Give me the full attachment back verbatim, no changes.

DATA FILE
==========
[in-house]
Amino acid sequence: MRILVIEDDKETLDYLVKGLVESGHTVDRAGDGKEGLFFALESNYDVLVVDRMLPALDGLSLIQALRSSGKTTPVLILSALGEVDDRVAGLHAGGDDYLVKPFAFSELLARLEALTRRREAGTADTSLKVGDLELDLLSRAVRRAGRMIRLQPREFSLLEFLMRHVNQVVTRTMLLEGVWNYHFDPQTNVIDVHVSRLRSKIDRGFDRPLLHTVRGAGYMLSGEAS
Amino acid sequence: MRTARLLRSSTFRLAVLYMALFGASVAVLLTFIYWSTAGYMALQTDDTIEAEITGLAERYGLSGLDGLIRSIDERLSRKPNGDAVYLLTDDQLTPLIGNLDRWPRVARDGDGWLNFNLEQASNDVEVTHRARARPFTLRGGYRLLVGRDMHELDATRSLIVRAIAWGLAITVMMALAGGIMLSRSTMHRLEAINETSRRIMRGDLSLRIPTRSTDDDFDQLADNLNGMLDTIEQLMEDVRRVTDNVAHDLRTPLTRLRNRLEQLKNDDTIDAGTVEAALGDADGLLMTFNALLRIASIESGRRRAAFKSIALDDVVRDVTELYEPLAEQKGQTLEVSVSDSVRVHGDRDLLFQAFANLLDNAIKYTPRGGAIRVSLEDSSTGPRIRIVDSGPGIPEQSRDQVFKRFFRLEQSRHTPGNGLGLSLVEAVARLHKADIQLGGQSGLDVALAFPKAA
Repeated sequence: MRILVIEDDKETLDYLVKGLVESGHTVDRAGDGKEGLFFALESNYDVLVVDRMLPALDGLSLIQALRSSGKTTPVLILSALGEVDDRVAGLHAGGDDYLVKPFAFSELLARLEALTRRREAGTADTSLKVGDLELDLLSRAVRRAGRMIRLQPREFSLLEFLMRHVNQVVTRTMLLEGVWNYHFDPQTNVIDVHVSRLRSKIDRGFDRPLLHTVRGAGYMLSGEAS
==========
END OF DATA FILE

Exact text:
[in-house]
Amino acid sequence: MRILVIEDDKETLDYLVKGLVESGHTVDRAGDGKEGLFFALESNYDVLVVDRMLPALDGLSLIQALRSSGKTTPVLILSALGEVDDRVAGLHAGGDDYLVKPFAFSELLARLEALTRRREAGTADTSLKVGDLELDLLSRAVRRAGRMIRLQPREFSLLEFLMRHVNQVVTRTMLLEGVWNYHFDPQTNVIDVHVSRLRSKIDRGFDRPLLHTVRGAGYMLSGEAS
Amino acid sequence: MRTARLLRSSTFRLAVLYMALFGASVAVLLTFIYWSTAGYMALQTDDTIEAEITGLAERYGLSGLDGLIRSIDERLSRKPNGDAVYLLTDDQLTPLIGNLDRWPRVARDGDGWLNFNLEQASNDVEVTHRARARPFTLRGGYRLLVGRDMHELDATRSLIVRAIAWGLAITVMMALAGGIMLSRSTMHRLEAINETSRRIMRGDLSLRIPTRSTDDDFDQLADNLNGMLDTIEQLMEDVRRVTDNVAHDLRTPLTRLRNRLEQLKNDDTIDAGTVEAALGDADGLLMTFNALLRIASIESGRRRAAFKSIALDDVVRDVTELYEPLAEQKGQTLEVSVSDSVRVHGDRDLLFQAFANLLDNAIKYTPRGGAIRVSLEDSSTGPRIRIVDSGPGIPEQSRDQVFKRFFRLEQSRHTPGNGLGLSLVEAVARLHKADIQLGGQSGLDVALAFPKAA
Repeated sequence: MRILVIEDDKETLDYLVKGLVESGHTVDRAGDGKEGLFFALESNYDVLVVDRMLPALDGLSLIQALRSSGKTTPVLILSALGEVDDRVAGLHAGGDDYLVKPFAFSELLARLEALTRRREAGTADTSLKVGDLELDLLSRAVRRAGRMIRLQPREFSLLEFLMRHVNQVVTRTMLLEGVWNYHFDPQTNVIDVHVSRLRSKIDRGFDRPLLHTVRGAGYMLSGEAS